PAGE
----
By Danny Jalil
Singapore has been depicted as thinly disguised versions of itself; in Western fiction as Madripoor in the Marvel Cinematic Universe and Manticura in Nuraliah Norasid’s The Gatekeeper. But, have you wondered why Singapore is such a fascinating place to depict, not just for local but international authors?
A hundred years ago, Polish-British writer Joseph Conrad set some of his famed short stories in an unnamed Asian port city. Though never mentioned explicitly, one could deduce he was writing about Singapore, a place that he visited several times during his seafaring career. Fictional places offer a way for creators to talk about a location without having to explicitly mention it.
Singapore, with its vast myths and legends of kings and queens, swarms of swordfish, storms, and strange animals even before its founding by the British, had always maintained a great location and deep waters for ships to dock.
A significant amount of social and economic planning has made this tiny island a success story, and I reckon, like all successes, there are plenty who dream of it in other ways, and we call those people writers.
For a more illusory view of Singapore, we have to look no further than our local writers. Nuraliah Norasid’s The Gatekeeper is set in a fantasy version of Singapore called Manticura, the name likely derived from the mythical beast Manticore, and Singapura. The map of Manticura in her novel has the same shape as the Singapore island itself.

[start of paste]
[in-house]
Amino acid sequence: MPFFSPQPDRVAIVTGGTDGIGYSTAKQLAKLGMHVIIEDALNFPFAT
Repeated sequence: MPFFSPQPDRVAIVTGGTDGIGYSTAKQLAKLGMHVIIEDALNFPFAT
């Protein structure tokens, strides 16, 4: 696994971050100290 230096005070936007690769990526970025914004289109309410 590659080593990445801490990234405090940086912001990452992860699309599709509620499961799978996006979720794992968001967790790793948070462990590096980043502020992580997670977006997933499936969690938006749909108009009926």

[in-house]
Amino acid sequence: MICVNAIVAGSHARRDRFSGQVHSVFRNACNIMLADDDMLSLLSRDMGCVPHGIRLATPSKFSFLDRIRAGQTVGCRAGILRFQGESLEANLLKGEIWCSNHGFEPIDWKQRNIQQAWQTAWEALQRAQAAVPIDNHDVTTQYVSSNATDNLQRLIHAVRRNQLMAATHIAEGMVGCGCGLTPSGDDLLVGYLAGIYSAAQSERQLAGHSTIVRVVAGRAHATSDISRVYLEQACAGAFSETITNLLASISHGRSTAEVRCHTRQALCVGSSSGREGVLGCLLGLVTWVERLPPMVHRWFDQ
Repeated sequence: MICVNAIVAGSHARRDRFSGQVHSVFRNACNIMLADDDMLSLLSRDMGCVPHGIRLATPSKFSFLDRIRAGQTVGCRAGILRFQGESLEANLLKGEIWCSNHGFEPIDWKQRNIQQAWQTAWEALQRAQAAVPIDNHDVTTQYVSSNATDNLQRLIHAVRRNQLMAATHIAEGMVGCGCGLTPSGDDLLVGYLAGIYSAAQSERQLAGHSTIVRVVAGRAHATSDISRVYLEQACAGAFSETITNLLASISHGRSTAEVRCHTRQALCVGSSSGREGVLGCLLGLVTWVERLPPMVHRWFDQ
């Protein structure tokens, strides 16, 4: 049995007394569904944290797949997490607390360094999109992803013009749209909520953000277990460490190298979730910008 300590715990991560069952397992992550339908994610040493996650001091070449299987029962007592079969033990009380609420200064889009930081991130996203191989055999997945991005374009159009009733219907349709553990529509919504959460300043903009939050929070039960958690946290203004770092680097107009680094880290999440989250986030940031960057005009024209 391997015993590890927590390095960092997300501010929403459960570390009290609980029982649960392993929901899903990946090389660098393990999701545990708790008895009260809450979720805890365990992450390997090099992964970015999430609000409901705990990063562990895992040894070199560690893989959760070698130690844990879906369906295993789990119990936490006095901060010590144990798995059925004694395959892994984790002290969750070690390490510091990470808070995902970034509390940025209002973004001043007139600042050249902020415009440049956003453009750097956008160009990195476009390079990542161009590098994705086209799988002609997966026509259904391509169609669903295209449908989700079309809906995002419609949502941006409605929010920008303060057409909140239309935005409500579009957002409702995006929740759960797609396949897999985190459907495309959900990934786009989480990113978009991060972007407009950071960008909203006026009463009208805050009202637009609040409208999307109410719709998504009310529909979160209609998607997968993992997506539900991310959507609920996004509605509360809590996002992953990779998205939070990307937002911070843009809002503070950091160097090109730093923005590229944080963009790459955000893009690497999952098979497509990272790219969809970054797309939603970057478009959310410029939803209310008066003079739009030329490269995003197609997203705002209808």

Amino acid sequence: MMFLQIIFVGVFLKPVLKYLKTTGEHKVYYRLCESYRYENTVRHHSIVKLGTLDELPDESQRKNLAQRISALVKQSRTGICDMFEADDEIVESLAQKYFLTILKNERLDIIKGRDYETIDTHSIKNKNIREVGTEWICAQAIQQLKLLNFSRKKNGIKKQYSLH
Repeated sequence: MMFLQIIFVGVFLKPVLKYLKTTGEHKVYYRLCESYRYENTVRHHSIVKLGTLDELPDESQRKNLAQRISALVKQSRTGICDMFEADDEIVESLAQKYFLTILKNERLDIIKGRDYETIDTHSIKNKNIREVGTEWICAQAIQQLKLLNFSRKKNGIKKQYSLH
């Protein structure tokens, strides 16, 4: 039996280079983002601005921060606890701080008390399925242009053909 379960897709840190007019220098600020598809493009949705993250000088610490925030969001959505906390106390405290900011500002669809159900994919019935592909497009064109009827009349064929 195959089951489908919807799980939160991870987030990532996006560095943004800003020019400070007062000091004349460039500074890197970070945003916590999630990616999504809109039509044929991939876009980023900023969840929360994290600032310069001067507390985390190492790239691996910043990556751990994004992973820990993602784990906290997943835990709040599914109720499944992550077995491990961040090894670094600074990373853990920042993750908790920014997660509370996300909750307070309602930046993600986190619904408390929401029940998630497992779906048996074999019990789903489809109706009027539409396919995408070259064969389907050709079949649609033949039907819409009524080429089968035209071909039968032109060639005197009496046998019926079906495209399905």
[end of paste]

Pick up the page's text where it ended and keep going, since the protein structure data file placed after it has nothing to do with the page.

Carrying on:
When asked why she chose to depict Singapore via Manticura, Norasid said: “I cannot speak for all writers, but for myself, I chose to do it in fictional terms for several reasons, but the main one is (that) using fantastical settings defamiliarises the subject matter, here being the city-state and the tensions and relationships that exist within it.”
According to Norasid, defamiliarisation helps break the subject up into several key aspects, proponents and attitudes. Using fantastical settings and tropes requires one to first understand these areas in order to render them as part of a fictional world.
Besides Norasid, Kevin Martens Wong’s novel, Altered Straits, depicts a sci-fi Singapore in a story spanning decades about a Merlion that fends off an alien invasion. Lion City, a short story collection by Ng Yi-Sheng, sets Singapore against a backdrop of strange and weird tales.
Sometimes the future lies in the past, like Danny Jalil’s own steampunk novel The Machine Boy, set in late 19th Century Singapore (I have, of course, a very close personal relationship with this writer).
I asked myself then why do local authors like to revisit Singapore in various, fantastical ways?
When I wrote The Machine Boy, it was not in any way designed as a political statement, but rather it was a genuine love for Singapore’s history, for that particular time period, and seeing how cool it might have been to imbue a retro-future steampunk vibe into old Singapore, a style that was at the time predominantly set in Victorian England.
Even Katsuhiro Otomo’s anime Steamboy, though a Japanese production, was set in Victorian England, but I wanted to make The Machine Boy a truly Singaporean story about colonialism, gangs, and a local man’s relationship with them.